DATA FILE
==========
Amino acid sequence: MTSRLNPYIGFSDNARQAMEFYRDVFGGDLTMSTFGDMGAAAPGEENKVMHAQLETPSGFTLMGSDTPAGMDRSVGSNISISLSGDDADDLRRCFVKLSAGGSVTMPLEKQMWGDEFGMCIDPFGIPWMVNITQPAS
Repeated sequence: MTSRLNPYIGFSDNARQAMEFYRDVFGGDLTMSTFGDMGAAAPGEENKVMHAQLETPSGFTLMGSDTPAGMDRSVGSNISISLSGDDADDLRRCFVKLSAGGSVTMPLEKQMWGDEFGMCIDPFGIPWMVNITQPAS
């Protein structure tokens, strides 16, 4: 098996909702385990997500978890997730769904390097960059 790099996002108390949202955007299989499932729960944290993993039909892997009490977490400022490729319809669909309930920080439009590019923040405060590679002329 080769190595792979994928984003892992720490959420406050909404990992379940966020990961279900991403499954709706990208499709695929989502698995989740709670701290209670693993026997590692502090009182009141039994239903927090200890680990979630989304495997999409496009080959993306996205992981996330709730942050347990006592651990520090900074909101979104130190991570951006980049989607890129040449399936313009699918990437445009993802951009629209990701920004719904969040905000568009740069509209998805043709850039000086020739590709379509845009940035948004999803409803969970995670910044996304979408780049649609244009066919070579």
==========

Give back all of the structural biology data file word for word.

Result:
Amino acid sequence: MTSRLNPYIGFSDNARQAMEFYRDVFGGDLTMSTFGDMGAAAPGEENKVMHAQLETPSGFTLMGSDTPAGMDRSVGSNISISLSGDDADDLRRCFVKLSAGGSVTMPLEKQMWGDEFGMCIDPFGIPWMVNITQPAS
Repeated sequence: MTSRLNPYIGFSDNARQAMEFYRDVFGGDLTMSTFGDMGAAAPGEENKVMHAQLETPSGFTLMGSDTPAGMDRSVGSNISISLSGDDADDLRRCFVKLSAGGSVTMPLEKQMWGDEFGMCIDPFGIPWMVNITQPAS
């Protein structure tokens, strides 16, 4: 098996909702385990997500978890997730769904390097960059 790099996002108390949202955007299989499932729960944290993993039909892997009490977490400022490729319809669909309930920080439009590019923040405060590679002329 080769190595792979994928984003892992720490959420406050909404990992379940966020990961279900991403499954709706990208499709695929989502698995989740709670701290209670693993026997590692502090009182009141039994239903927090200890680990979630989304495997999409496009080959993306996205992981996330709730942050347990006592651990520090900074909101979104130190991570951006980049989607890129040449399936313009699918990437445009993802951009629209990701920004719904969040905000568009740069509209998805043709850039000086020739590709379509845009940035948004999803409803969970995670910044996304979408780049649609244009066919070579």